There were other, less obvious, abandonments, too. I was a young, single mother when none of my friends were having kids; after my unhusband and I separated, I was too easily distracted—by a string of bad boyfriends, and by trying to forge a new identity, now that the '60s were over and hating society was no longer a viable career path. Later, after I'd figured out how to support myself and had settled down with Hugh—a kind, funny man, who became a devoted stepfather on our second date—his job took us from California to New York just as Clay was finishing up his junior year of high school. Now I was the one making the break. And though there have been bright patches—summers and vacations during college, frequent visits, trips en famille—my son and I have lived on opposite rims of this continent, and then on different continents, for nearly 20 years. For both of us, bonded in the unique way of single parents and their only children who more or less grew up together, the separations have been circumstantial, painful, like a persistent ache you learn to live with, but that never goes away.

And then.

Three years ago, I was seated on the edge of a chair in my living room in Washington, watching the late-morning sun filter through the gauzy curtains and perform its shadow dance on the rugs and furniture, when Clay broke the news over the phone.

"We decided we want to be near family when the baby comes.

We love Paris, but we don't really have anyone here."

Pause.

I thought he was afraid of hurting me because he knew that I knew what was coming next. He'd tell me that they were moving back to San Francisco to be close to Tamar's parents and his father and stepmother. Not only that, Clay, a freelance photographer, already had an established career in California. It was the obvious right decision—and I was waiting for him to finish so I could let him know that I was pleased, not hurt. The Bay Area is fewer time zones away from Washington than France. Besides, it's always been my not-so-secret desire that one day we'd all—my husband and myself, my son and his family—wind up back in northern California, the fractured family reconstituted and made whole.

But then he said something that nearly caused me to pass out.

"We want to be near you. We're moving to Washington."

My son, my daughter-in-law, whom I've known and loved since she was 16, and now with a baby—coming to a neighborhood near me

Hello, hello!

The Pleasure of Connection

A month later, they were here, living at our house until they found a place of their own—which they did, one mile away! Hugh and I were so overjoyed that we let go of the rent-stabilized apartment we'd been hanging on to in New York and moved all its furniture into their new home—our housewarming gift.

Summer came. They found work and made friends. When Clay was free, we trolled the farmers' markets, and then we whipped up one feast after another. We took spontaneous walks and met for coffee. For the first time in our adult lives, the pressure began to ease. My son and I could spend time together without booking plane tickets months in advance or worrying that we needed to make every second count. One day, when he dropped by the house to pick something up, he looked at me and joked, "Now that we live so close, are we supposed to hug every time we see each other or what?"

As the summer wore on, it began to feel as if we were all biding our time, slogging through the sodden days, our internal compasses set for early August, when the baby was due. I knitted a crib-sized blanket, tried and failed at a tiny sweater, and started on another blanket, resigned to the fact that I could knit only squares and rectangles, nothing that required a shape—and even then, the squares and rectangles were riddled with dropped stitches and gaping holes. But it didn't matter, because for the first time in years I felt whole.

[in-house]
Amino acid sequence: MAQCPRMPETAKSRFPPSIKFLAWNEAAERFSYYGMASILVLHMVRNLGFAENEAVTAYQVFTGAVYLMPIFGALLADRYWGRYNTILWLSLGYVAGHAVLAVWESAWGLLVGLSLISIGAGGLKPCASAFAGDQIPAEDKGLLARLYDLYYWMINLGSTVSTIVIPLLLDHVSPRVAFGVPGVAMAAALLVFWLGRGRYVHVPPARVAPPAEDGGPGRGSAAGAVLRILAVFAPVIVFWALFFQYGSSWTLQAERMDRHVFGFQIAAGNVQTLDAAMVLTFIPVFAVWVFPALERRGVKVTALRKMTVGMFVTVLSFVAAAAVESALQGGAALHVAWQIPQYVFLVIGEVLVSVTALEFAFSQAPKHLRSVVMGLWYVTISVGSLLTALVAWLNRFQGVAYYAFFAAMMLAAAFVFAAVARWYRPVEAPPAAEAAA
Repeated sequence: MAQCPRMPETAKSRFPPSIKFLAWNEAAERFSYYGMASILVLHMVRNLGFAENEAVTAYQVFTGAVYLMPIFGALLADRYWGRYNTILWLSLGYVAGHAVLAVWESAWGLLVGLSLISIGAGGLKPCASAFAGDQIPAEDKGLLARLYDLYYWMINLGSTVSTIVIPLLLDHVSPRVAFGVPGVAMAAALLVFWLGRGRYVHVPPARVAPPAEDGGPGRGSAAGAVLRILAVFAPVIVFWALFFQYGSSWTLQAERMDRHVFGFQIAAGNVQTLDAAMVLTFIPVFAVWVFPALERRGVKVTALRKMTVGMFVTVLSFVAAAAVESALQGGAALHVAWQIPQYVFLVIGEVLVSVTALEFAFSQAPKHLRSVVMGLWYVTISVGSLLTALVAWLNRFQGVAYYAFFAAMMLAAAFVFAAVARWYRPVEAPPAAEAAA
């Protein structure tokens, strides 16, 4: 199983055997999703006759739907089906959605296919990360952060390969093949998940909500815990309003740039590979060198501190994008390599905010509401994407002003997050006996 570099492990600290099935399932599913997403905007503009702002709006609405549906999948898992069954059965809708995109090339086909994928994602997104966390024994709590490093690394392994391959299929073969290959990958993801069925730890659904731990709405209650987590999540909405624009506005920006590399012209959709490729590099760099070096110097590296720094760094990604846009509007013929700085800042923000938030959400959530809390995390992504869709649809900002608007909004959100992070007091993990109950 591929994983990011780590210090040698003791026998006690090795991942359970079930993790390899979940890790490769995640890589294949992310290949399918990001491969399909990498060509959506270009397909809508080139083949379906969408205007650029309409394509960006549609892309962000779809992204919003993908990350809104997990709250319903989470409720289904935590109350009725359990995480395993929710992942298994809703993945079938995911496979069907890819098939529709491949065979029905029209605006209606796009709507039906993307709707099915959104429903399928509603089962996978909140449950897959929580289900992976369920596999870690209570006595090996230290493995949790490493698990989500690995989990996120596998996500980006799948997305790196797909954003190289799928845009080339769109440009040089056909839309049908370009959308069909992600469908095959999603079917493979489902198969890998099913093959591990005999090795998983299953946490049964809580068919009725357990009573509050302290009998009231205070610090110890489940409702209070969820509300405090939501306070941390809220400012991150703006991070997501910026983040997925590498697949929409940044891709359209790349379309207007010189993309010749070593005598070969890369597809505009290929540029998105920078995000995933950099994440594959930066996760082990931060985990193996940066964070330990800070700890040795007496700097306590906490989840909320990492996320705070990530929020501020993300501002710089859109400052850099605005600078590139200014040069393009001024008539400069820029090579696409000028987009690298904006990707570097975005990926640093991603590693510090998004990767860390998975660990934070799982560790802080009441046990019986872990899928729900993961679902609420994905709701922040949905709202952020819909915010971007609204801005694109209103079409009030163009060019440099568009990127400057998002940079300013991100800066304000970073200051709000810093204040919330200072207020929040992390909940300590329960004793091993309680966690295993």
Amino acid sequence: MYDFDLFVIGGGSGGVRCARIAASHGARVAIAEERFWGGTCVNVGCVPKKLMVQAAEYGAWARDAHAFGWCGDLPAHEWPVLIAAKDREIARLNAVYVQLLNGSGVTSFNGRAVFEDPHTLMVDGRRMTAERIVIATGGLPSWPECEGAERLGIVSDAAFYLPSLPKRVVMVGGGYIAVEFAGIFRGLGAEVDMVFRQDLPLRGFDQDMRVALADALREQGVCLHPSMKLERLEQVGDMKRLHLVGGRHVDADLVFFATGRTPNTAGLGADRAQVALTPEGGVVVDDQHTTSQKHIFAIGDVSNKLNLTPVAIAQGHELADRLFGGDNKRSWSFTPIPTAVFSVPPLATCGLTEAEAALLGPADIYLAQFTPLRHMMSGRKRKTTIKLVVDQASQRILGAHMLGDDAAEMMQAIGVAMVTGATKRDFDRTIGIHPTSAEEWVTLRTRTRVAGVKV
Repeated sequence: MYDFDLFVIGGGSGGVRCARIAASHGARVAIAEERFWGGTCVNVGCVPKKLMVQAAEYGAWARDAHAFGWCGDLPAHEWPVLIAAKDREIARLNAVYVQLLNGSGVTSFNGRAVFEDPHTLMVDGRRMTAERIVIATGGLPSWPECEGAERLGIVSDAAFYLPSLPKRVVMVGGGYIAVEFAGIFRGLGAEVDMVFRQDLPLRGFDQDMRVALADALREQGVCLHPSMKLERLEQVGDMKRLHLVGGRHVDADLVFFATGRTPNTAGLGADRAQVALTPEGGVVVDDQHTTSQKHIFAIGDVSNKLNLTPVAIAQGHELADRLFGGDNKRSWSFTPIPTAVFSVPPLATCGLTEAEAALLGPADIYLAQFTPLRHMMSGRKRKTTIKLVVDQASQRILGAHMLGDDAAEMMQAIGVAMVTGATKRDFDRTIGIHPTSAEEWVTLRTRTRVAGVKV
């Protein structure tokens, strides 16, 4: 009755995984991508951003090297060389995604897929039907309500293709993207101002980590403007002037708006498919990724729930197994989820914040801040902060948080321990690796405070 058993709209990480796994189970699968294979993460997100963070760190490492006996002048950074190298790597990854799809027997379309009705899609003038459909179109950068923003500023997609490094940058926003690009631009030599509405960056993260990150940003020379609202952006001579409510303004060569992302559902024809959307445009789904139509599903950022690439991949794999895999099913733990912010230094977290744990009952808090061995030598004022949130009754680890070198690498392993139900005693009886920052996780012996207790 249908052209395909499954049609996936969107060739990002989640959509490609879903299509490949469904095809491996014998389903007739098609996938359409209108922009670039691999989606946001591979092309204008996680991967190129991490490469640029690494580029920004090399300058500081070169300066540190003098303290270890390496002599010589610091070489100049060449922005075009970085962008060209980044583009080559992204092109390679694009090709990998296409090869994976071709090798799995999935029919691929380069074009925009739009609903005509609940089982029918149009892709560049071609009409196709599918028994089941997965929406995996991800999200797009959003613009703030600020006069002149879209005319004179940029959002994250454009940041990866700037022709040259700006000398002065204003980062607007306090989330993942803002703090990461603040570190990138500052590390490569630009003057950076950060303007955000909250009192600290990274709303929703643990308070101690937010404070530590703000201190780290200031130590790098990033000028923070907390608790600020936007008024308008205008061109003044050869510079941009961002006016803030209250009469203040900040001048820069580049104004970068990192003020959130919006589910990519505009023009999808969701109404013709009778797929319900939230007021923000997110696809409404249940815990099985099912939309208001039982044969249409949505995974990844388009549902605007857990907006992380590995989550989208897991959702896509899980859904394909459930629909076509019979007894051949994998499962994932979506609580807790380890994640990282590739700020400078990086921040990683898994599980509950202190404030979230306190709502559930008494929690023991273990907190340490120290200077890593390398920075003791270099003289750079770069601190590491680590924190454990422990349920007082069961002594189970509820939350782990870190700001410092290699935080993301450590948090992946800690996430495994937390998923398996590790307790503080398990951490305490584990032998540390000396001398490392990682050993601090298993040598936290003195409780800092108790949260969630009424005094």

I was going to be a grandmother—in the abstract, a slightly unreal, somewhat ironic, and improbable notion. I didn't fit my own image of a grandmother, spun from Bessie, my nana, who was renowned from one end of Pittsburgh to the other for her melt-in-your-mouth chopped liver. No one ever asked her what she wanted to do with her life, and she certainly never entertained the question herself. She took care of people: her husband, my grandfather; their two children; and later her aging parents, who lived until their deaths with her and Pa in their famously spotless one-bedroom apartment—the shtetl relocated to Squirrel Hill. Nana was permanently on call to take care of her grandchildren, too, all of whom lived nearby. I adored her. She had a salty tongue and a sense of humor that killed—survival tactics, no doubt, that kept her sane after being stoned by the Cossacks at age 6. Everyone adored her for her generous, indomitable spirit—my most prized inheritance. Still, our lives could hardly be more different. Could I, a semireformed hippie writer, rise to the occasion and fill the mythic shoes left behind by Nana?

Motherhood hadn't upended my sense of self the way the prospect of grandmotherhood did. Waltzing through my days with my son on my hip was the most natural thing in the world; the image of Earth Mother fit nicely with my starry-eyed pioneer persona. But becoming a grandmother—both the wonder and implications of it—stopped me in my tracks. Often in the month before Isabelle was born, I caught myself gazing into the mirror, studying my face and body, wondering: is this what a grandmother looks like? How could someone with my history possibly be called Grandma? (The answer is: I couldn't; I became Nonna, the Italian for "grandmother," which to my ear sounds hipper and younger than "grandma.") Still, that's just word play. Unlike mother, which carries with it a sense of urgency, the rush of the all-consuming present tense, grandmother sounds archetypal, ancestral. It evokes a sense of history, of a lineage going back generations, and going forward, too—far beyond me. Comforting. Terrifying!

And though I'm certain that humans throughout history must have felt a jolt of shock as well as joy when they, too, moved up a notch in the life cycle, my sense is that we baby boomers, who cling to our youthful self-image despite mounting evidence to the contrary, may feel the jolt ever so much more acutely. Even if we don't, we're bound to discuss this new stage of life and dissect it so thoroughly that someone listening in from another galaxy might suppose that we're actually inventing grandparenthood.